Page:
Currently, Houston is still a Level 1 (Severe) location even though we are reporting fewer cases compared to June and July. To see Houston’s curve, check out the Harris County/Houston COVID-19 Cases Dashboard. You can tailor the data depending on what you would like to see. Some options are seeing cases by race/ethnicity, zip code, age, sex, etc. Personally, I believe this Vulnerability Map is much cooler and informative. You are able to see much more including the active COVID-19 cases per 10,000 Population. You can input different layers into the map such as “Socioeconomic Social Vulnerability Score”, Health risks such as lack of health insurance, the prevalence of Asthma, the prevalence of smokers, what percent of populations are Black, or what population percentage is Hispanic. A plus to this map is that all layers are depicted in different colors so feel free to overlap them and try to spot out any trends!

Now to end on a positive note, please watch the following inspirational video about Houston. Houston has gone through significant natural disasters yet we have always found a way to unite and prevail together. I am confident when I say we definitely plan to follow this approach to get through the pandemic because we are #HoustonStrong.



Blackman, Jeremy, and Jeremy Wallace. “Gov. Abbott Expands Reopening as Texas Sees Record Number of New Cases.”, Houston Chronicle, 3 June 2020,

“COVID-19 Cases by Super Neighborhood – Houston.” ArcGIS Web Application, 2020,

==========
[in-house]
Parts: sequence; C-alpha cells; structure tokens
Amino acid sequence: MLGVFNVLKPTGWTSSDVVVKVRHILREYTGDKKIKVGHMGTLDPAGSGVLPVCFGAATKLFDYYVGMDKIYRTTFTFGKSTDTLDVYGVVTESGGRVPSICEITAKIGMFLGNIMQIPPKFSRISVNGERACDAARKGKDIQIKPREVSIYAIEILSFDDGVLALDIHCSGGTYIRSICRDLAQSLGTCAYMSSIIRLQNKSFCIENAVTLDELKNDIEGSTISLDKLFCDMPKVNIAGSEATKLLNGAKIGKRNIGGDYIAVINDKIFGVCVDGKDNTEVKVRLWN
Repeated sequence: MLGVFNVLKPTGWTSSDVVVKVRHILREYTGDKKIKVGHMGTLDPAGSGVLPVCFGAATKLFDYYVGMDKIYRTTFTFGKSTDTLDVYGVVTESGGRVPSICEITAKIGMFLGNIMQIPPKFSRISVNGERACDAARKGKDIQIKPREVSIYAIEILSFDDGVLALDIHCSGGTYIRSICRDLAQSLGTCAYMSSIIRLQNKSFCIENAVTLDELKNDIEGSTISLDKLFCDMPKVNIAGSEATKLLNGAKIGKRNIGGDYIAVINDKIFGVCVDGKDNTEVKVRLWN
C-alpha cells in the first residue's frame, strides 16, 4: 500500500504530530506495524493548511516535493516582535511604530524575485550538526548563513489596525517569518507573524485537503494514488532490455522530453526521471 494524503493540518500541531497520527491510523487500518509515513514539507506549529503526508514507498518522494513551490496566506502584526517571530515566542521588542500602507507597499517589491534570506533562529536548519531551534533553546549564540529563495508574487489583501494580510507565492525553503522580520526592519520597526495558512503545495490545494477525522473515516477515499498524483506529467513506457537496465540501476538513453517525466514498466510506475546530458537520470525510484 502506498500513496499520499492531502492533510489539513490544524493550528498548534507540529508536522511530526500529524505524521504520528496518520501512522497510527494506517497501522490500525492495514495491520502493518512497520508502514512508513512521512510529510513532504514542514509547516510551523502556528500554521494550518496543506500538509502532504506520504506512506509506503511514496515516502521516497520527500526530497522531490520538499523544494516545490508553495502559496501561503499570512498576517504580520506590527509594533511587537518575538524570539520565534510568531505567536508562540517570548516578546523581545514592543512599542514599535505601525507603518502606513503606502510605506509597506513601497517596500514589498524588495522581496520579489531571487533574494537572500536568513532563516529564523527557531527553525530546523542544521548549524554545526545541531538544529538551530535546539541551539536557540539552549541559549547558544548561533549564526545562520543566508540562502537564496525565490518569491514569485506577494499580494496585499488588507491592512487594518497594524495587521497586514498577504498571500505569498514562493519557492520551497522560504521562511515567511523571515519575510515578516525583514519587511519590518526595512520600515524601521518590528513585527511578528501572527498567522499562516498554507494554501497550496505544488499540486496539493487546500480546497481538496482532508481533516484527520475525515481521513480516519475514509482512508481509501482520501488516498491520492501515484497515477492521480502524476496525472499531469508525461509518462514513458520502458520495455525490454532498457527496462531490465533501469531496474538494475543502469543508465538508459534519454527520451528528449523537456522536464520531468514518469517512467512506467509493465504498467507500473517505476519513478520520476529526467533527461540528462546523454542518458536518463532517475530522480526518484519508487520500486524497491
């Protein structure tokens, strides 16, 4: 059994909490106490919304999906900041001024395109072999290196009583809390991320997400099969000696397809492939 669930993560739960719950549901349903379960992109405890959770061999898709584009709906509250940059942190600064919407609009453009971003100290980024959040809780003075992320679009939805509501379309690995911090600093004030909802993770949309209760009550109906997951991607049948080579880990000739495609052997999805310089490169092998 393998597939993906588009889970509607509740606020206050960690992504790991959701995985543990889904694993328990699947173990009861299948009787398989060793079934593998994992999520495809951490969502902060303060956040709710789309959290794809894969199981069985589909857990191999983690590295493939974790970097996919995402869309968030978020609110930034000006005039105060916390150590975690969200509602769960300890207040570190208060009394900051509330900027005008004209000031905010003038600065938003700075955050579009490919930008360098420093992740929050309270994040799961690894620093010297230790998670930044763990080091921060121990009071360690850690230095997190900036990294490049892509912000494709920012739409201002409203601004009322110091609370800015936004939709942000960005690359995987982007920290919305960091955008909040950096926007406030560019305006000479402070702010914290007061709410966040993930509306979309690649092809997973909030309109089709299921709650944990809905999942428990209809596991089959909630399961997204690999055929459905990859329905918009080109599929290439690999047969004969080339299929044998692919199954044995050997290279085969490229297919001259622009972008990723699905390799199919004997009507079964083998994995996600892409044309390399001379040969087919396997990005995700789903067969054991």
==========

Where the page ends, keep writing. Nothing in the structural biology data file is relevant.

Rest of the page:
Garcia, Julie. “Why Houston Is Uniquely Situated to Be Better Prepared for the Coronavirus Threat.”, Houston Chronicle, 27 Jan. 2020,

Hardin, Kristy. “From Harvey and Imelda to Coronavirus- Is Houston Prepared From Past Events?” Versa Creative, 29 Apr. 2020,

“Harris County/Houston COVID-19 Cases.” ArcGIS Dashboards, 2020,

Lamm, Stephanie. “Reopening Texas during COVID-19.” The Houston Chronicle, The Houston Chronicle, 2 Oct. 2020,

Moritz, John C. “Texas Coronavirus Updates: How the State Is Handling the Outbreak.” Caller Times, Corpus Christi Caller Times, 13 Mar. 2020,

“News.” Office of the Governor | Greg Abbott, 2020,

Relman, Eliza, and Rhea Mahbubani. “Houston Mayor Says the City’s Coronavirus Crisis Could’ve Been Avoided If Texas’s Governor Hadn’t Obstructed Local Efforts to Control the Outbreak.” Business Insider, Business Insider, 7 Aug. 2020,

Wilson, Reid. “Texas Cities Say State Is Making Pandemic Worse.” The Hill, 27 June 2020,

Woodward, Alex. “Texas Becomes First State in US to Reach 1 Million Coronavirus Cases.” The Independent, Independent Digital News and Media, 11 Nov. 2020,

Wray, DiannaCatherine Wendlandt, and Catherine Wendlandt. “Here’s What You Need to Know about the Coronavirus in Houston.” Houstonia Magazine, Houstonia Magazine, 2020,